We come bearing good news! Made By Bob has now reopened! The muchloved restaurant/bar/deli in Cirencester closed in September for a pretty major refurb, but is now back with a vengeance (and a shiny new look), and is once again dishing up the inventive and modern fare that we all love so much. Get down there sharpish! ✱



It might be chilly outside, but temperatures have been soaring in Cirencester thanks to new peri peri restaurant Loaded Grill on Castle Street, which opened its doors at the end of January. There’s plenty of spice on the menu, with peri prawn skewers and spiced locallyreared chicken and steak, while an all-day dessert bar more than satisfies any sugar cravings. “Cirencester now has some great restaurants, and we hope that we can add to that,” says owner Foyez Rahman. “Peri peri is something I have been looking at for four years, and is a type of cuisine I think the town will really take to.”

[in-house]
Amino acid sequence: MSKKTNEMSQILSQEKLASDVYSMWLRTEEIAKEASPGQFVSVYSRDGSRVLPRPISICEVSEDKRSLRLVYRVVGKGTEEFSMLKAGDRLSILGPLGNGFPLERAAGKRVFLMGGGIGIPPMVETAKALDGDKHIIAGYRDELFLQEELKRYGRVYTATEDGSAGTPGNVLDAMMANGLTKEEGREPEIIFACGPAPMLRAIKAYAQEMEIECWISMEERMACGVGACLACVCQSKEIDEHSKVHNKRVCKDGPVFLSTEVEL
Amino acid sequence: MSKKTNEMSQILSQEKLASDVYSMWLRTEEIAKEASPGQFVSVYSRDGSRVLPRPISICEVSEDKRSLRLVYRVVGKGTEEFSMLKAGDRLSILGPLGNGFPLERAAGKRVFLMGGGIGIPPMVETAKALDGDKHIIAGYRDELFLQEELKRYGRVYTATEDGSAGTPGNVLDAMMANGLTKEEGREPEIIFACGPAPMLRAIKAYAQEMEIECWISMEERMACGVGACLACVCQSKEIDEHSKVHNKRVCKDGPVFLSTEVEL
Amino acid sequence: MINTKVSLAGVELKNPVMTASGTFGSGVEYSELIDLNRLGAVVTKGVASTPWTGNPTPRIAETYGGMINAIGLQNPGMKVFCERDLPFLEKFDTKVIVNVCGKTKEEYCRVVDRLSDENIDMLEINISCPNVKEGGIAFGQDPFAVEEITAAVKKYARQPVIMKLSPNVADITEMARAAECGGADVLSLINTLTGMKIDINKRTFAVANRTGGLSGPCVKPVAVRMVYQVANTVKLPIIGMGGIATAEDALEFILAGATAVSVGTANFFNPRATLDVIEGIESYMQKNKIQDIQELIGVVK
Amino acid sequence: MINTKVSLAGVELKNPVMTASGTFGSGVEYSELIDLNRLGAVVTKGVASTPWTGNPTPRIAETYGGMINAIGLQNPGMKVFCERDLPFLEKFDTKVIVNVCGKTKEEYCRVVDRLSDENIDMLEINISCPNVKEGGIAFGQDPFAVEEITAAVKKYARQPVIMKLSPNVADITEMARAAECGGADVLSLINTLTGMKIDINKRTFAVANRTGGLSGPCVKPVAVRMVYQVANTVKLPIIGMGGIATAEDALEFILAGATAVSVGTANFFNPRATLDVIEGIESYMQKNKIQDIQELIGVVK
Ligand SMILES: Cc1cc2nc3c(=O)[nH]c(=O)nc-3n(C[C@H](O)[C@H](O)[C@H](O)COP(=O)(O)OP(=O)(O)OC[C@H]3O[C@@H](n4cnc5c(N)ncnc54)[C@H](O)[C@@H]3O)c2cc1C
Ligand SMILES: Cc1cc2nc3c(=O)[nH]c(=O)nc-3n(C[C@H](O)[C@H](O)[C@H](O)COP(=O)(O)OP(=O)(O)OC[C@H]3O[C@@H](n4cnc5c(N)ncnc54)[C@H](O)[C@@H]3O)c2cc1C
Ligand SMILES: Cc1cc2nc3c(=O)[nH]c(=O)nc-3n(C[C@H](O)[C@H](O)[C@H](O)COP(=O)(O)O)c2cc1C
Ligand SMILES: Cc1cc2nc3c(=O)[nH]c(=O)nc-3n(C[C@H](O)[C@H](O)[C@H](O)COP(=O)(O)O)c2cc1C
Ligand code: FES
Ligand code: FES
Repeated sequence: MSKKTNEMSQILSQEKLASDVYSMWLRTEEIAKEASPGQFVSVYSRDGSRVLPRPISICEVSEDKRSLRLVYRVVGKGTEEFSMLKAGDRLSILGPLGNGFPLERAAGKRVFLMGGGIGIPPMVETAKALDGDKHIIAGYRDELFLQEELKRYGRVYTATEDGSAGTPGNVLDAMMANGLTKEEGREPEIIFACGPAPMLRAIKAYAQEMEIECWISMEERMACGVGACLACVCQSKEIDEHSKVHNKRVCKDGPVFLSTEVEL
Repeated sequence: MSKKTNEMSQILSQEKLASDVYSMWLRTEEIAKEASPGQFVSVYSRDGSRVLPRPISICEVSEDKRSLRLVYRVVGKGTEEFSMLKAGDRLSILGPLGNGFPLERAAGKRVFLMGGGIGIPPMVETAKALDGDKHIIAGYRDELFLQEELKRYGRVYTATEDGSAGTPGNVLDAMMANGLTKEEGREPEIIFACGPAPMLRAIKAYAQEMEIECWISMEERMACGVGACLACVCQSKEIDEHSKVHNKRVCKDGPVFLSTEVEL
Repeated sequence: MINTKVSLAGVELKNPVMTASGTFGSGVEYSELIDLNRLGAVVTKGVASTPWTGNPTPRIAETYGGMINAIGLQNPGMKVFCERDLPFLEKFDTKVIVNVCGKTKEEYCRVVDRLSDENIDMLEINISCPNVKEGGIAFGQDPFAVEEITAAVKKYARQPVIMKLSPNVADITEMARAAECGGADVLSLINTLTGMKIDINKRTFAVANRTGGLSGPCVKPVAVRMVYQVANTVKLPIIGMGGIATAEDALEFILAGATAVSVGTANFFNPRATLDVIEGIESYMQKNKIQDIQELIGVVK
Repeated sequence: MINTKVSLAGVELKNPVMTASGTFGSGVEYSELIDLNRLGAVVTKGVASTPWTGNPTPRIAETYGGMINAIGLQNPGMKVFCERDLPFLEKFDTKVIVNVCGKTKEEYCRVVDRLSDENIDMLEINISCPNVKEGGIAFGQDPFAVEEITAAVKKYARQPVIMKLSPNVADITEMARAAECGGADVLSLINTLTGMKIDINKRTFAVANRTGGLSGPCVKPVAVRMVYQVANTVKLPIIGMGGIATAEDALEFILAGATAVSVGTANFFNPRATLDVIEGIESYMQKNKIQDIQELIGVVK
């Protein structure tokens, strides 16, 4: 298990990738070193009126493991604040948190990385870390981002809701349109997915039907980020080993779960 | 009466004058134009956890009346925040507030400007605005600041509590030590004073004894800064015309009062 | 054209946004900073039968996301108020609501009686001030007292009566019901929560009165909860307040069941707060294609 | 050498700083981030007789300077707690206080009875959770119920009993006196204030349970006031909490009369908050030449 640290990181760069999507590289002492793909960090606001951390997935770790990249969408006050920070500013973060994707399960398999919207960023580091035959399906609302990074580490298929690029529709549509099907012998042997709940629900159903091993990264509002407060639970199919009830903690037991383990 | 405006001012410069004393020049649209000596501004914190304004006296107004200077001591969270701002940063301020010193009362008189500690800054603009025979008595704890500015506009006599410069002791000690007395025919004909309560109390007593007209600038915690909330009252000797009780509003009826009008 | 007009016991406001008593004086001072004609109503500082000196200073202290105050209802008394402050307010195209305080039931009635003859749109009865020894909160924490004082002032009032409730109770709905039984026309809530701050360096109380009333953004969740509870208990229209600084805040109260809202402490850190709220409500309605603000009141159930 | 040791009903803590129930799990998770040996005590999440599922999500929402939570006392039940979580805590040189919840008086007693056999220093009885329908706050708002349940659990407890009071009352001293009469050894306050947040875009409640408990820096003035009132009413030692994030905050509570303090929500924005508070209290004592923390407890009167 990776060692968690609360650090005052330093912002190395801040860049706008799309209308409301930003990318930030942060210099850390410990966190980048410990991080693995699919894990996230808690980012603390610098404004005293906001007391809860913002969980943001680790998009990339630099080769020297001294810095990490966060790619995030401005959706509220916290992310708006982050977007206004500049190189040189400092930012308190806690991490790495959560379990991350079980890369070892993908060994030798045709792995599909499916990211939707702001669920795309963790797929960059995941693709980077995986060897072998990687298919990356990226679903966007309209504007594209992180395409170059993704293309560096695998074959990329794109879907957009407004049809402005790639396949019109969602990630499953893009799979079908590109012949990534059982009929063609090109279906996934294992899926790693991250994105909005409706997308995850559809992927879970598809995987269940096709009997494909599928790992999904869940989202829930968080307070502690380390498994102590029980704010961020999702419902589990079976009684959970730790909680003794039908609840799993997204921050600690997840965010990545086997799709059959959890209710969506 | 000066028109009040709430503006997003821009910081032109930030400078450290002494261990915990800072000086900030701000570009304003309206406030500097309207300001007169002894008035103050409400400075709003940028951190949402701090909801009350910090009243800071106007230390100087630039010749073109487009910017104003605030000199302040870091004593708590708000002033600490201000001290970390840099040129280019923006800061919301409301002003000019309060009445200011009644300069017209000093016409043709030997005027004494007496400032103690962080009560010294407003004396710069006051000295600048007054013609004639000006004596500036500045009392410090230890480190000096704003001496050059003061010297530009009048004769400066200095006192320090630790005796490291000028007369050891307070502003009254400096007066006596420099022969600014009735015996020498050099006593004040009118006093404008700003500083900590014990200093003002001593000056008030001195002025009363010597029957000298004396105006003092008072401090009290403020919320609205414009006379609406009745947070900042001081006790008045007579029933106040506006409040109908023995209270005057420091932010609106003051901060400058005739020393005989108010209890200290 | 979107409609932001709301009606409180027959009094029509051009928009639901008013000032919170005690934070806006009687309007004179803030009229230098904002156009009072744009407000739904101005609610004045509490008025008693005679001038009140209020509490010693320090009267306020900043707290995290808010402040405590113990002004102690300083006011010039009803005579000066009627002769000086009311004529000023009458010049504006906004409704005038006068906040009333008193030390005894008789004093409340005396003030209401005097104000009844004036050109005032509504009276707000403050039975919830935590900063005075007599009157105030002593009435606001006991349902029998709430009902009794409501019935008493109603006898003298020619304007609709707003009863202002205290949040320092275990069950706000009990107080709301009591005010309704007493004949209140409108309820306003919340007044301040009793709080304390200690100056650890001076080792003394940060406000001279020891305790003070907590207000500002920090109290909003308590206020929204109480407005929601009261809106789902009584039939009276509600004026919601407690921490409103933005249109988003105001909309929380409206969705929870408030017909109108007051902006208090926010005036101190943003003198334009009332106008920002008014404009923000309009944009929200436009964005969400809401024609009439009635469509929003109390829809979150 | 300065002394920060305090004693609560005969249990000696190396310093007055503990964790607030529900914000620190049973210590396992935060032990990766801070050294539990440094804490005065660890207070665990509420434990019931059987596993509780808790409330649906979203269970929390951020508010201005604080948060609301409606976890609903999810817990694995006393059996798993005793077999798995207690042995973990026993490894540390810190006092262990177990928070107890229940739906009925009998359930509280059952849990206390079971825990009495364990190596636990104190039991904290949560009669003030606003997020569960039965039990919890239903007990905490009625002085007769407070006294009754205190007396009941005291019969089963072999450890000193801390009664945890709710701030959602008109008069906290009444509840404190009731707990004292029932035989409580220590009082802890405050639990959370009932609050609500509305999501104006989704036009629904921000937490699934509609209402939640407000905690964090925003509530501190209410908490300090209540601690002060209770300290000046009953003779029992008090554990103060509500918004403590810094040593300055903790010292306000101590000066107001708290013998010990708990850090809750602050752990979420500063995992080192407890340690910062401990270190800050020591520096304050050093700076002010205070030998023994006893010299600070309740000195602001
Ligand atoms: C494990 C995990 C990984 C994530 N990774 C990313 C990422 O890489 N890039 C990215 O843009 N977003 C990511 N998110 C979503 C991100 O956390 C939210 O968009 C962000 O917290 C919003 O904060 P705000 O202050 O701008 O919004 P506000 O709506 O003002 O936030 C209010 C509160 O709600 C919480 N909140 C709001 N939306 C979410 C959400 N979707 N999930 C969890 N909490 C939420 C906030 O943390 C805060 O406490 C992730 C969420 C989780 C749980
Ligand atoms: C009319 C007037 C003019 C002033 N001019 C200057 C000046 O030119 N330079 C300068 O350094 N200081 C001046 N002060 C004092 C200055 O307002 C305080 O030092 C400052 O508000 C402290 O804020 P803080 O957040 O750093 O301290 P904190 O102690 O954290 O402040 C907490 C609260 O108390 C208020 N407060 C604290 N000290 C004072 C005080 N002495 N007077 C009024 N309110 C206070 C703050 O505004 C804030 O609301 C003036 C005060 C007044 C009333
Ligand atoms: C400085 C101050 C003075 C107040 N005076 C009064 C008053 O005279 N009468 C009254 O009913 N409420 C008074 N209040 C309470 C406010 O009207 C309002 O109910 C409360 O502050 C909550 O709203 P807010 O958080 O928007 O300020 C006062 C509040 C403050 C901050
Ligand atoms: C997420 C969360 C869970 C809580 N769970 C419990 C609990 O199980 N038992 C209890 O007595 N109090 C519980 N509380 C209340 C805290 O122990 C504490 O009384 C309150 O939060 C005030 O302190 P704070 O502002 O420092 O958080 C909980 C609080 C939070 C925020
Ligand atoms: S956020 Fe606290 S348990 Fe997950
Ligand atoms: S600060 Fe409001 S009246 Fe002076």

There’s a new kid in town in the shape of Kindness and Co, which has opened up on Clarence Street in Cheltenham. The health food café serves freshly made inventive, natural dishes free from refined ingredients: think breakfasts like smashed avocado with feta and chilli on rye or sourdough, lunches of roasted cauliflower with spiced soya yoghurt dressing or baked aubergine with pomegranate, and sweet treats such as black bean brownies. To top it all, part of the profits are even being donated to Plan International to help build schools in Africa. ✱